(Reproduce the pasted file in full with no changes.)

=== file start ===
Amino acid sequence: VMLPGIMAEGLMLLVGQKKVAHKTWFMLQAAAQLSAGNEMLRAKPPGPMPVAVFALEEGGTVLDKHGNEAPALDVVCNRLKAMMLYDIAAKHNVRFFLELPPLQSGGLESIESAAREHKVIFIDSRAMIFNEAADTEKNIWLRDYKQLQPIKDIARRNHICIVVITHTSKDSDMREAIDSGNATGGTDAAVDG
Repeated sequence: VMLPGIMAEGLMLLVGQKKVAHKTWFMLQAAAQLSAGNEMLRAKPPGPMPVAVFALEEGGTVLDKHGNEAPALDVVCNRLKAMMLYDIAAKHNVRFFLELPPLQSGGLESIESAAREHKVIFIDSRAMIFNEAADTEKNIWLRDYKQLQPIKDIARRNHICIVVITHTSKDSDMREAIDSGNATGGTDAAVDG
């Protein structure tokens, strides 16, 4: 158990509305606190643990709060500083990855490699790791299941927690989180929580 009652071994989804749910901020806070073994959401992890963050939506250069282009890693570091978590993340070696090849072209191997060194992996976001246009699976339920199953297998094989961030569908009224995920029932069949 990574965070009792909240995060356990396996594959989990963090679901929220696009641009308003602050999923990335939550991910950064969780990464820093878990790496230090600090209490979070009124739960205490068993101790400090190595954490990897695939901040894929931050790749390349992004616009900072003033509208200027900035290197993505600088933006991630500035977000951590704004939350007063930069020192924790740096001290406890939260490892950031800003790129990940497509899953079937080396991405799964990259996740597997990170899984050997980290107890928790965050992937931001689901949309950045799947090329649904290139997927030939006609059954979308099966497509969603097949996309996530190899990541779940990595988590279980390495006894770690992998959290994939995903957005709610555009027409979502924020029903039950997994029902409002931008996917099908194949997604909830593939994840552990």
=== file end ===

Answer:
Amino acid sequence: VMLPGIMAEGLMLLVGQKKVAHKTWFMLQAAAQLSAGNEMLRAKPPGPMPVAVFALEEGGTVLDKHGNEAPALDVVCNRLKAMMLYDIAAKHNVRFFLELPPLQSGGLESIESAAREHKVIFIDSRAMIFNEAADTEKNIWLRDYKQLQPIKDIARRNHICIVVITHTSKDSDMREAIDSGNATGGTDAAVDG
Repeated sequence: VMLPGIMAEGLMLLVGQKKVAHKTWFMLQAAAQLSAGNEMLRAKPPGPMPVAVFALEEGGTVLDKHGNEAPALDVVCNRLKAMMLYDIAAKHNVRFFLELPPLQSGGLESIESAAREHKVIFIDSRAMIFNEAADTEKNIWLRDYKQLQPIKDIARRNHICIVVITHTSKDSDMREAIDSGNATGGTDAAVDG
């Protein structure tokens, strides 16, 4: 158990509305606190643990709060500083990855490699790791299941927690989180929580 009652071994989804749910901020806070073994959401992890963050939506250069282009890693570091978590993340070696090849072209191997060194992996976001246009699976339920199953297998094989961030569908009224995920029932069949 990574965070009792909240995060356990396996594959989990963090679901929220696009641009308003602050999923990335939550991910950064969780990464820093878990790496230090600090209490979070009124739960205490068993101790400090190595954490990897695939901040894929931050790749390349992004616009900072003033509208200027900035290197993505600088933006991630500035977000951590704004939350007063930069020192924790740096001290406890939260490892950031800003790129990940497509899953079937080396991405799964990259996740597997990170899984050997980290107890928790965050992937931001689901949309950045799947090329649904290139997927030939006609059954979308099966497509969603097949996309996530190899990541779940990595988590279980390495006894770690992998959290994939995903957005709610555009027409979502924020029903039950997994029902409002931008996917099908194949997604909830593939994840552990």